His hands are rough carpenter hands.

I feel Him, and I am amazed because someone--because He, is touching me. He is holding my face in His hands. Touching my head with His. Touching. I had already been made clean, but He made made me whole, with the touch that eluded me for sooooo many years.

His voice washed over me like a flood, and his breath and laughter warmed the contours of my face. "Daughter..."

Did you hear? He called me daughter, and before I could hear the rest of what He said, my heart stood at attention, shouting, "Abba." Daddy. The God-man, He has made me daughter.

"Daughter, you took a risk of faith, and now you're healed and whole. Live well, live blessed! Be healed of your plague."

Live well. Live blessed.

He knew. I came for healing and He gave me wholeness. I wanted a touch, and He gave me a relationship. He gave me Himself, my Abba. My Love. I held Him, and held Him, until the crowd pushed between us, and as I watched His silhouette disappear into that throng, I still held Him.

I will never let Him go.

Call Him.

Embracing the Daddy God.
His raga.


upwords said...

Oh yes. Pushing through a womb of people... Again, you silence me. He touched her. They called her unclean, but He touched her. A wonderful Daddy He is. Thanks for this wonderful image.

Mary G

upwords said...

Oh yes. Pushing through a womb of people... Again, you silence me. He touched her. They called her unclean, but He touched her. A wonderful Daddy He is. Thanks for this wonderful image.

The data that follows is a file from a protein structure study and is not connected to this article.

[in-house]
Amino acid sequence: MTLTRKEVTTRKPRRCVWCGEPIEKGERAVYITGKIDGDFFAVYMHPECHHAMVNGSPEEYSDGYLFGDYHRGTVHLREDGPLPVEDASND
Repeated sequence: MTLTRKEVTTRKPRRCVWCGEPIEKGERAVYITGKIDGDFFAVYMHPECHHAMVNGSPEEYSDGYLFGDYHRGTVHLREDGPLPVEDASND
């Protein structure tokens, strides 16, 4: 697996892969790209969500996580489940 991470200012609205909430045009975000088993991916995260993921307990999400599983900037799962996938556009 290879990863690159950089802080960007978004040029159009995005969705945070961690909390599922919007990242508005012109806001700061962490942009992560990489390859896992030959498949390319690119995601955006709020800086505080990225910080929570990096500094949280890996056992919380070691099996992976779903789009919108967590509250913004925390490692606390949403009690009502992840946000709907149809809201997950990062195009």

Mary G

bobbie said...

oh claudia, you move me again this morning. it is so beautiful to hear these familiar stories through your eyes fresh and new. bless you my sassy sister!

steph said...

Oh the power of this story! The power of a love that heals it.
The pain of the bleeding inside that never ceased and only touch would stop the flow of a bleeding heart.
A reminder that He has touched this heart and stopped the bleeding and is setting it free.
Thank you fellow traveller.

Kelly said...


I just discovered your blog about 2 weeks ago. You probably hear this alot but...you are incredibly gifted. What an imagination and ability to communicate it. You're able to make the bible come alive in a way many people can't.
Thank you for having this blog!

Paula said...

Dear Friend, my sistie,

He touched us. He made us whole. He never turned away from our bleeding, our ragamuffin ways, our sin. Instead He touched, healing, cleansing touch.

Your words today made me cry. God has annointed your words and they speak to our soul.

I love you my sister friend.

Deb said...

What a beautiful post! Thank you...

neritia said...

You have blessed me with these words. Thanks so much for sharing it.
"Embracing the Daddy God." -- I love this too.
Thanks for visiting my site...will be back for more!

nahmix said...

I came across your blog randomly...and I am so glad. What a beautiful story!!!

Kirk said...

I enjoyed this post. This nameless woman remains one of my favorite stories of faith.